State and territory treasurers are demanding the federal government commit to topping up state and territory GST payments "in perpetuity" amid forecasts it will receive a $76 billion tax revenue windfall over the next four years.
Treasurer Jim Chalmer has been told by his state and territory counterparts to use his forthcoming mid-year budget update to permanently guarantee that none will be left worse-off under the GST sharing deal struck by the Morrison government with Western Australia in 2018.
In a joint statement, the treasurers said "without permanently honouring the No-Worse-Off Guarantee, the commonwealth will leave most states and territories with a significant decrease in ongoing revenue".
The treasurers said without such a guarantee, the states and territories would collectively be short $4.9 billion a year - equivalent to the salaries of 30,000 nurses or teachers.
In a scarcely-veiled threat, they warned unless there was a permanent top-up arrangement, "the Commonwealth will be fully responsible if state and territories are forced to consider a new tax or levy".
After the meeting, Dr Chalmers backed the 2018 GST sharing deal and said he would "work constructively" with the states and territories on future arrangements.
But, in a sign the states and territories might have a fight on their hands to get more out of the Commonwealth, the treasurer said the cost of the no-worse-off guarantee had increased substantially and any extension of existing arrangements would have "significant fiscal implications" for the federal budget.
"The states and territories have done really well out of the Albanese government and that's a good thing because we want to do the best we can for the people we represent," the Treasurer said.
"[But] , any developments on GST need to recognise the pressure on all our budgets, not just on state budgets."
The demand from the states and territories came as economic forecaster Deloitte Access Economics predicted high commodity prices, strong population growth and low unemployment would deliver a multibillion-dollar boost to the Commonwealth's coffers in coming years, including an extra $21 billion this financial year.
In an analysis likely to fuel demands for more cost-of-living support, Deloitte said the government was on track to report a second consecutive budget surplus.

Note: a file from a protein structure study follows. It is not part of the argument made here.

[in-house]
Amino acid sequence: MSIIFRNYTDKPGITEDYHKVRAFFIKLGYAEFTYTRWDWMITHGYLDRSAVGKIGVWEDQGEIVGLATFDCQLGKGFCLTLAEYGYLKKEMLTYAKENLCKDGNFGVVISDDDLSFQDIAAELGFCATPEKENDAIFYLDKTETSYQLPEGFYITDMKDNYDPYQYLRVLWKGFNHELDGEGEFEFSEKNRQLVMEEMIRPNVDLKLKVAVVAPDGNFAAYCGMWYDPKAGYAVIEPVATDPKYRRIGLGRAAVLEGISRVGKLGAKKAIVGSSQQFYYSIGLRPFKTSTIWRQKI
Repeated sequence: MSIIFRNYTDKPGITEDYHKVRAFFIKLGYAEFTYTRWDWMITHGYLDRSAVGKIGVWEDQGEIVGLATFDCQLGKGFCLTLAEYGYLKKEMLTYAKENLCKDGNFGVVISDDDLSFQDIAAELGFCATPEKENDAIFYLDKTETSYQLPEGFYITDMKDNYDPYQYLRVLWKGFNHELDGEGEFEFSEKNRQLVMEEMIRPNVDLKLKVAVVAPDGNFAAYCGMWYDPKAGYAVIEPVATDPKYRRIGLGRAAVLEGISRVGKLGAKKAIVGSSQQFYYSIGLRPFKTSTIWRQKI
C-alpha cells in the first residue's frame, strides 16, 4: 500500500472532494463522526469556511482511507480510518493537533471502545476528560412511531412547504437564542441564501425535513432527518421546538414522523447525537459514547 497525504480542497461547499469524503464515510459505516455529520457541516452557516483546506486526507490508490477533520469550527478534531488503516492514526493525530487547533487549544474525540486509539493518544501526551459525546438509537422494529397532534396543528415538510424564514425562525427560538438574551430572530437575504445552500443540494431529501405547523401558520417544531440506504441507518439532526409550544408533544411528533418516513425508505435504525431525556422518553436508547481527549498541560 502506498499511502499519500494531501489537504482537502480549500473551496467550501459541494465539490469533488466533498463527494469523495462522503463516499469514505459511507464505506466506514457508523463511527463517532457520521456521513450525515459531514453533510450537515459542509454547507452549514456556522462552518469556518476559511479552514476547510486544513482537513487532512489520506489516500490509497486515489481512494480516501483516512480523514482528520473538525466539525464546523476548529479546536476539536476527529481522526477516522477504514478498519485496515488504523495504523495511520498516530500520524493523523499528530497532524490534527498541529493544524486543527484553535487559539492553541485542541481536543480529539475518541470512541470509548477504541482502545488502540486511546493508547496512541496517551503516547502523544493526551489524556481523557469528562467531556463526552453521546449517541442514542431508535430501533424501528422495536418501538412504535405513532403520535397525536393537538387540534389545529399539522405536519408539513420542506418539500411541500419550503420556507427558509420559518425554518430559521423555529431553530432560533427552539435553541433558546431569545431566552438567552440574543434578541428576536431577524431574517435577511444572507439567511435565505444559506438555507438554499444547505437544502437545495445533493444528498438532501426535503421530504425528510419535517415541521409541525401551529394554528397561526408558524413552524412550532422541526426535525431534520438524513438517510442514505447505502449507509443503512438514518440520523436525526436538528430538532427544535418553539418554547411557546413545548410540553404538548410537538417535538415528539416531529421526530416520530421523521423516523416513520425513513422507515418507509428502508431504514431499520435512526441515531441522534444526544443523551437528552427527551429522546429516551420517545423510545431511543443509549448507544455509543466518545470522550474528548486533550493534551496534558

While Dr Chalmers has talked down the prospects he will unveil a surplus when he releases his mid-year budget update in the second week of December, he has admitted it will show "a really substantial improvement in the bottom line".
Deloitte partner Stephen Smith predicts the budget delivered in May will show a small surplus of $2.4 billion, which would be a $16.3 billion turnaround from the result forecast by Treasury at the last budget.
Mr Smith said the improvement was being driven by the big influx of workers from overseas and the boost they have delivered to income tax revenue, together with commodity prices being much higher than the government had assumed.
He said the "very conservative" commodity price assumptions by Treasury meant even if Chinese demand for Australian exports weakens significantly, export revenue will still comfortably exceed official forecasts.
Even with the stage three tax cuts due to come into effect from mid-2024, personal income tax receipts will be $38.3 billion more over the next four years than Treasury predicts, he said.
The flood of extra revenue will make it harder for Dr Chalmers to resist calls for more cost of living assistance for embattled households, or to fend off state and territory demands for greater support.
The treasurer has tried to lower expectations for more handouts in the mid-year budget, warning "there won't be heaps of new initiatives".
But he has hinted there could be another round of support in May next year, similar to the rent assistance, energy bill rebates and child care support measures detailed in the last budget.
Mr Smith said such support would be important, particularly for low income families, but would need to be offset by savings if the government was to avoid adding to inflation.
The states and territories, meanwhile, are eyeing off the revenue pouring into the Commonwealth's coffers and demanding a share.
"The Commonwealth has plenty of capacity to pay the [no-worse-off] guarantee from company tax receipts," the state and territory treasurers said.
"For every $4 in company tax from iron ore companies in recent years, states would receive $1 in guarantee payments. It seems only fair to share our nation's prosperity."